Strengthening supply chains in the Age of Disruption

Technology and trade have always advanced hand in hand. From the magnetic compass and astrolabe that enabled the Age of Discovery to the canals and railways of the...

Technology and trade have always advanced hand in hand. From the magnetic compass and astrolabe that enabled the Age of Discovery to the canals and railways of the Industrial Revolution to the digital revolution: all have brought us to today’s globalised economy. 

But the invisible threads that crisscross the planet do not represent trade’s “end of history”; rather, they represent a major new era of complex challenges for the global supply chain which necessitates not only a major new technological revolution, but an equally fundamental cultural one.

Making sense of an unstable world

The term “supply chain” conjures up images of forged, unbreakable links crisscrossing the planet. In fact, these networks are less like steel and more like gossamer: invisible, delicate and easily-disrupted strands that can break for any number of reasons. 

America’s trade war with China may have reached something approaching a truce, but the spectre of global pandemic has replaced it almost immediately as a source of supply chain disruption. Entire cities have been closed off as China attempts to contain the spread of the virus, while countries from Russia to the UK have effectively walled off the country while they assess the severity of the situation. The effect on supply chains is already being felt by a variety of industries who rely on China for the provision of everything from semi-conductors to car parts. 

Add in consumer-led issues such as forced labour, unsustainable methods of production and CO2 emissions, and it’s obvious that the multitude of threads that make up the fabric of global trade are delicate and vulnerable to a host of factors outside our control. 

To make the picture even more complex, extended supply chains are no longer about simply procuring and transporting ingredients, raw materials and components. The rise of offshoring and outsourcing now means that critical business functions like HR, legal, IT and even manufacturing have become an issue for Chief Procurement Officers (CPOs) who are charged with managing vastly more complex supply chains with technologies designed for a simpler age. 

Building suppleness into supply chains

Most supply chains and the technology that underpins them were designed for a much more static, slow-moving world. As a result, making even small changes is often a painstaking process requiring months or even years to register new suppliers and integrate them within the business’ supply chain infrastructure. 

That’s little use when today’s businesses might need to switch to a new source of supply – or even a different end-to-end supply chain – at a few day’s notice. The most urgent priority for CPOs is therefore to build much greater agility and suppleness into supply chains through digitisation. Not only does this streamline operations by removing paper-based processes and enabling much more rapid onboarding; it also provides the foundation for further transformational technologies such as artificial intelligence, machine learning and robotic processing automation (RPA).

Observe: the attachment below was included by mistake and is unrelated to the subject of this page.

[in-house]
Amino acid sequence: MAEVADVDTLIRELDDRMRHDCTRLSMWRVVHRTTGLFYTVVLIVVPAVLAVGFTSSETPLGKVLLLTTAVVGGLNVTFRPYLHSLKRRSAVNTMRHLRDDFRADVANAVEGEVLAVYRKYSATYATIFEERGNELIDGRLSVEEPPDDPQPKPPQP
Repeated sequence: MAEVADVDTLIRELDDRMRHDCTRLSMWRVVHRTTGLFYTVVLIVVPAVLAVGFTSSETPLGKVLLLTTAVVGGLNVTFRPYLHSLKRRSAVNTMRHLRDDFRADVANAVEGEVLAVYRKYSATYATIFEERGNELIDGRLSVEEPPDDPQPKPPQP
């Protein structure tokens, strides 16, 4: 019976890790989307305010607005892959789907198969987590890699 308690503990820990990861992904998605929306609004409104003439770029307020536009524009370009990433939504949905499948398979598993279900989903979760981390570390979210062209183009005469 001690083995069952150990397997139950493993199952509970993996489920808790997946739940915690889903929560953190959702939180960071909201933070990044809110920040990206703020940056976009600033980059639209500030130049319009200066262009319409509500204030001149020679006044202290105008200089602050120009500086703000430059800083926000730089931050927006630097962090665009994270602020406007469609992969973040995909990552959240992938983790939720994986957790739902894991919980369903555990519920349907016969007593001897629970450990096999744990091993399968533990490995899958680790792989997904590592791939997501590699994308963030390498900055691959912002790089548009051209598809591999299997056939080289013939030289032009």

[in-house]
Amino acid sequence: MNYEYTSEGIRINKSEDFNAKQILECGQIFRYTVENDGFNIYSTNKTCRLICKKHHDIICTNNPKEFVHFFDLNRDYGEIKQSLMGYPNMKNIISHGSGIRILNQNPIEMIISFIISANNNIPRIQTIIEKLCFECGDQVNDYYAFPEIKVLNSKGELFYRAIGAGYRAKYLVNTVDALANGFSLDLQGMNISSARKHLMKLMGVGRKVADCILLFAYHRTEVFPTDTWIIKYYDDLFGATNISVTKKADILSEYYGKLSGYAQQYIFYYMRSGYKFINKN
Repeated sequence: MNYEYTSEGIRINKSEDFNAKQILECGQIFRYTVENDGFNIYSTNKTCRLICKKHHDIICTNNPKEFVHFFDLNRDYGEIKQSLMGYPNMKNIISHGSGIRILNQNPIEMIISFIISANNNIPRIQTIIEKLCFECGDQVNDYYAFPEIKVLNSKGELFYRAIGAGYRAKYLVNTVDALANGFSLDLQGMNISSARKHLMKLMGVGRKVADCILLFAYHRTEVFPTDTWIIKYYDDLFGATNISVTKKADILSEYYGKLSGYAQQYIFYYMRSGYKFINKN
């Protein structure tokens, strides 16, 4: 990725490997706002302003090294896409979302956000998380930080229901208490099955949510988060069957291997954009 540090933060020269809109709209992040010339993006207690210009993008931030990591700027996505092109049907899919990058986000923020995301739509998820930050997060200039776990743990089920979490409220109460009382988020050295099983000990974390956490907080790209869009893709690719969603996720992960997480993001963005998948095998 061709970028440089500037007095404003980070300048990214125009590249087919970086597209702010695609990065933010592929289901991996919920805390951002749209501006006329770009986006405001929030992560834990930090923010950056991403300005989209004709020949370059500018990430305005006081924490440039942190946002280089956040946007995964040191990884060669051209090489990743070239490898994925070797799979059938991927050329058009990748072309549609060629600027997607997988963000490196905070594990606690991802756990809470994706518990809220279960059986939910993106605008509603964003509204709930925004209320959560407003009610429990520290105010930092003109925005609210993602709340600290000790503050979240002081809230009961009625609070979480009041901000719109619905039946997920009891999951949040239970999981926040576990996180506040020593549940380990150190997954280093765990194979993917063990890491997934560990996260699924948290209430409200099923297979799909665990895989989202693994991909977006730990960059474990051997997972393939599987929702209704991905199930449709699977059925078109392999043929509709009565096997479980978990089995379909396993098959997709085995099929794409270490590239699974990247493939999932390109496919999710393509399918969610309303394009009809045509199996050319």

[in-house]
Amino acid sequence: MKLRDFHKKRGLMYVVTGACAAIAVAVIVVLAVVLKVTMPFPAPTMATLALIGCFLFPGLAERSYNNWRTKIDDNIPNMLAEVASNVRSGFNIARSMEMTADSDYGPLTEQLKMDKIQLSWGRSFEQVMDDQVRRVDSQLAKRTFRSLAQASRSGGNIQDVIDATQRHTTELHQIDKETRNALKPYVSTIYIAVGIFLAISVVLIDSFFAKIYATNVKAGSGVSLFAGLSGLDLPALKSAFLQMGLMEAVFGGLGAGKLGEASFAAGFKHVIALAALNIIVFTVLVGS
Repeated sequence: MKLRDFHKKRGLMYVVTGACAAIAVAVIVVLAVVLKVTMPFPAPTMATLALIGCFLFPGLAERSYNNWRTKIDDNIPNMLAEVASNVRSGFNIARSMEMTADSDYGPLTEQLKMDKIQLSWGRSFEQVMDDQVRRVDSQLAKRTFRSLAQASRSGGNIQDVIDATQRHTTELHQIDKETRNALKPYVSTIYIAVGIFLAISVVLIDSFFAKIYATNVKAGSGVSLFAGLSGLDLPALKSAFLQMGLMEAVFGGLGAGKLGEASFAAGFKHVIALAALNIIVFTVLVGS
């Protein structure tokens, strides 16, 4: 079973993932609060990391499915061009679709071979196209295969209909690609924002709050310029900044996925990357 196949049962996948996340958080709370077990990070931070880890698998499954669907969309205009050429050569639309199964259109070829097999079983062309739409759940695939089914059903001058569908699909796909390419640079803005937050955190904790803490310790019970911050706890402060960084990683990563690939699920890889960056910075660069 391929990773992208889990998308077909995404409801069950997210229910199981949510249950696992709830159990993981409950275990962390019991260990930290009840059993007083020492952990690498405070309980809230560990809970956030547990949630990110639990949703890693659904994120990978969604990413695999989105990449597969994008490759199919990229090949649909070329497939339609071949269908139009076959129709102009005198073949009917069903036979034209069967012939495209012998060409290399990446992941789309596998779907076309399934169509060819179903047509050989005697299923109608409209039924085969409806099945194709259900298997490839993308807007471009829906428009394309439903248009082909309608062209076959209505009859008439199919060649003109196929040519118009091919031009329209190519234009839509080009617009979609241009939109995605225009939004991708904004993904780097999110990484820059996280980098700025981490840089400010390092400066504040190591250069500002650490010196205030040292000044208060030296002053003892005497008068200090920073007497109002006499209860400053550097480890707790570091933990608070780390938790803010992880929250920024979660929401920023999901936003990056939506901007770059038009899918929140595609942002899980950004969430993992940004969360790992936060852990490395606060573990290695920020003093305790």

Just as important in this ecosystem of interlocking relationships is the greater visibility into, and communications with the wider network of your supplier’s suppliers, giving you a hawk’s eye view of all operations and enabling you to quickly quantify all the factors that add to your total risk exposure.

With change being the only constant in global trade for the foreseeable future, businesses must take advantage of technology platforms, that digitise the entire end-to-end supply chain, giving them the agility to keep the wheels of commerce turning, in the face of any conceivable disruption.

Reimagining relationships

Crucial as new technology will be in underpinning tomorrow’s supply chains, it will only deliver meaningful value if businesses make similarly bold changes to their supplier relationships by putting them right at the very heart of business strategy.

The increasing symbiosis between consumer and supplier means that, to get the most out of the relationship, both parties need to be much more closely aligned in areas such as strategy and even values. The impetus towards greater sustainability provides a great example: a business needs to know that its suppliers share the same commitment towards, say, cutting carbon emissions and other pollutants, or building better traceability into the supply chain.   

The successful supply chains of the future will be marked by true teamwork where each organisation in the chain is on exactly the same page – not just agreeing on quotidian matters of procurement, but sharing a common vision, strategy and set of values. In these times of ever-greater uncertainty, it is these trusted relationships – underpinned, of course, by the latest digital technologies – that provide the best chance of thriving in the Age of Disruption.

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